The breeding of sorghum, Sorghum bicolor (L.) Moench, aimed at improving its nutritional quality, is of great interest, since it can be used as a highly nutritive alternative food source and can possibly be cultivated in regions with low rainfall. The objective of the present study was to evaluate the potential and genetic diversity of grain-sorghum hybrids for traits of agronomic and nutritional interest.
Sorghum grain yield can be significantly affected by climatic changes, especially drought and high temperature. The purpose of this study was to evaluate hybrids of grain sorghum grown under normal irrigation conditions or water stress in order to select those likely to be more tolerant of drought. Forty-nine hybrids were grown in a randomized block design experiment, with three replications. The plots consisted of four rows of 5 m length. Grain yield, weight of 1000 grains, harvest index, days to flowering, and plant height were measured.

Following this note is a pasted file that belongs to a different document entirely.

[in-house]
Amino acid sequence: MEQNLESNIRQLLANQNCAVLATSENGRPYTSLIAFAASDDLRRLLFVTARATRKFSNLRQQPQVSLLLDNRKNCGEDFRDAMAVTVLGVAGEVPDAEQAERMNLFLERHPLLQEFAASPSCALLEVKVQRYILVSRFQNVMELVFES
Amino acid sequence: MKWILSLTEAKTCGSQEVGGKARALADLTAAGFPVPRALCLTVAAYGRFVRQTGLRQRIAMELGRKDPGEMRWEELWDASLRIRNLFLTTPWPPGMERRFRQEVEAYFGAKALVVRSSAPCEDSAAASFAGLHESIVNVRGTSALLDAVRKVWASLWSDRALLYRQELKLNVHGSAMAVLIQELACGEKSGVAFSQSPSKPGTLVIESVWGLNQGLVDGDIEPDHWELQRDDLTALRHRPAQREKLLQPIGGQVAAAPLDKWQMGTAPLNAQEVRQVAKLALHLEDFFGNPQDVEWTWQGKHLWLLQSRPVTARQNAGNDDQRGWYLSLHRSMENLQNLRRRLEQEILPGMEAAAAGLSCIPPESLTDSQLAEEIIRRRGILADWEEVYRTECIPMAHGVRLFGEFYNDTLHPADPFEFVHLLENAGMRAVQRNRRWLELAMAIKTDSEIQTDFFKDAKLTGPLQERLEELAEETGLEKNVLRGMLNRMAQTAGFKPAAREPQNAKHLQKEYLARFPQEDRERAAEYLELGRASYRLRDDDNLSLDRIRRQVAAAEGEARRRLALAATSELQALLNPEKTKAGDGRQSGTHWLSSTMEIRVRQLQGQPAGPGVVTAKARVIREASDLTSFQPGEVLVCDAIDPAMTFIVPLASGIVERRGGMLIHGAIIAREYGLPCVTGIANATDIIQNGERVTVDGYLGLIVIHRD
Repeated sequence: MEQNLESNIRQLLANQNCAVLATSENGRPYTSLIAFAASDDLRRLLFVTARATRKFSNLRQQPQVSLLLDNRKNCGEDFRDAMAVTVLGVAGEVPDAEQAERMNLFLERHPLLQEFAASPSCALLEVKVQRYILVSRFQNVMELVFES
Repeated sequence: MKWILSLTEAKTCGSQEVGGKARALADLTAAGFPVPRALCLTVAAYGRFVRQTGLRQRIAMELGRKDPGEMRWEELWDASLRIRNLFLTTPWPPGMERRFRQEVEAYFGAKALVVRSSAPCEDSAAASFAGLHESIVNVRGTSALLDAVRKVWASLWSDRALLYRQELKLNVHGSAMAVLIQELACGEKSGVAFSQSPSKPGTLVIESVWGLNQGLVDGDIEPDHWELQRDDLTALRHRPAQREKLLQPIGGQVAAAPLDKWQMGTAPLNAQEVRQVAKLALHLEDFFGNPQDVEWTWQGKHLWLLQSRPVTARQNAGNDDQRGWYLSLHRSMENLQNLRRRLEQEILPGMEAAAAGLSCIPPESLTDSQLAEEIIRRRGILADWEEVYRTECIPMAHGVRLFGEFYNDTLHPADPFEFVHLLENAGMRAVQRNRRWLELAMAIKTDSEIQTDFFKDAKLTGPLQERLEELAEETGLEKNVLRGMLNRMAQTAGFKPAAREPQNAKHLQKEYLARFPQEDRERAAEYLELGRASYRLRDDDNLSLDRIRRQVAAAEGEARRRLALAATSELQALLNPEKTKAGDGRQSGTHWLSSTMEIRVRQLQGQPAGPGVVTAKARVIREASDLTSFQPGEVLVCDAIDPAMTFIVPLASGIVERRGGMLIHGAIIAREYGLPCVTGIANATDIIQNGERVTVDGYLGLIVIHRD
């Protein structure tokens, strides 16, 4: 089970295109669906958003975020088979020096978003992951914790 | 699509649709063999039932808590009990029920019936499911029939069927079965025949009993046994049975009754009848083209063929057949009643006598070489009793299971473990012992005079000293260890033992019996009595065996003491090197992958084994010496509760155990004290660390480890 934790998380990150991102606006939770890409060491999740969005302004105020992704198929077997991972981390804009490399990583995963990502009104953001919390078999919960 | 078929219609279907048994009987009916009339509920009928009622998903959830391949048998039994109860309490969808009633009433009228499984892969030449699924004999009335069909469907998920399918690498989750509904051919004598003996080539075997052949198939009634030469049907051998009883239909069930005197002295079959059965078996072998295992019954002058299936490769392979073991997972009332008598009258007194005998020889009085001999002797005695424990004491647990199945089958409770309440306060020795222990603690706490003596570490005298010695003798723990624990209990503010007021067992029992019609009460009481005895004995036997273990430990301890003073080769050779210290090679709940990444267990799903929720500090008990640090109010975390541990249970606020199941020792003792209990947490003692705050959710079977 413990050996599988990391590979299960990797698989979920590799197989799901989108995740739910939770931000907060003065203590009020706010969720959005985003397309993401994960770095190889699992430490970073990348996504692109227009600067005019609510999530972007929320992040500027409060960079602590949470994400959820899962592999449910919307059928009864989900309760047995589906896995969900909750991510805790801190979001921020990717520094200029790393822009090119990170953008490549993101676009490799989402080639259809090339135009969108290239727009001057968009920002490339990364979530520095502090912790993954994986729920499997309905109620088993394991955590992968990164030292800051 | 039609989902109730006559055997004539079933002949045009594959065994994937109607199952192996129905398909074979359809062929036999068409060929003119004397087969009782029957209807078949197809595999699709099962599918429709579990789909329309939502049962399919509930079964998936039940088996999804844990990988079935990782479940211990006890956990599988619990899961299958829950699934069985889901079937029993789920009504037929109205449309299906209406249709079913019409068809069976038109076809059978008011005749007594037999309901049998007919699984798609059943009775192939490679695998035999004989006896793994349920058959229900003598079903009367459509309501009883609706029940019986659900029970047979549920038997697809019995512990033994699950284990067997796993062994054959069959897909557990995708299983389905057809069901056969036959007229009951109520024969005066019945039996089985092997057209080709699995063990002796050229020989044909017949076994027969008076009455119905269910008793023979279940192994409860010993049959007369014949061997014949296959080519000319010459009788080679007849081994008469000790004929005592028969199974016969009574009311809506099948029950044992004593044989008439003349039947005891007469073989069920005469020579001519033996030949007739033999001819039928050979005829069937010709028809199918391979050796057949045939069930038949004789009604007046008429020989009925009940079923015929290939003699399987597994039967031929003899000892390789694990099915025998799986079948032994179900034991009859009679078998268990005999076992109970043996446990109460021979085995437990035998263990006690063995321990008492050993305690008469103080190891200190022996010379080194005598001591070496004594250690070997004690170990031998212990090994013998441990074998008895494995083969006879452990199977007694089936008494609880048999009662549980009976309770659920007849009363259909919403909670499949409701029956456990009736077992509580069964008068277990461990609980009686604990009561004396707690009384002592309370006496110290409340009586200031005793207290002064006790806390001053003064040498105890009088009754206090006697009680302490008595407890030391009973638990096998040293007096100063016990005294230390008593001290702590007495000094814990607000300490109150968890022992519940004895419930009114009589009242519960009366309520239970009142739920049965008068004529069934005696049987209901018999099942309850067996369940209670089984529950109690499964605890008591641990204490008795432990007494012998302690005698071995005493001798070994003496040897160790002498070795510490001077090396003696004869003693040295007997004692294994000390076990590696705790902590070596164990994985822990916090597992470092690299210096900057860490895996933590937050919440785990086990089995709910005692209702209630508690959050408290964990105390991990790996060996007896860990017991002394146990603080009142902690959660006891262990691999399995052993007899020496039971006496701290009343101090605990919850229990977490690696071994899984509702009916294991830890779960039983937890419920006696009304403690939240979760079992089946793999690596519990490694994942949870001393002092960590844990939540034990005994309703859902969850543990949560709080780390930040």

Sweet sorghum has considerable potential for ethanol production due to its succulent stalks that contain directly fermentable sugars. Since many traits need to be considered in the selection process to breed superior cultivars for ethanol production, then correlations between the traits might be of use to help the breeder define optimal improvement strategies.
Determination of gene expression is an important tool to study biological processes and relies on the quality of the extracted RNA. Changes in gene expression profiles may be directly related to mutations in regulatory DNA sequences or alterations in DNA cytosine methylation, which is an epigenetic mark. Correlation of gene expression with DNA sequence or epigenetic mark polymorphism is often desirable; for this, a robust protocol to isolate high-quality RNA and DNA simultaneously from the same sample is required.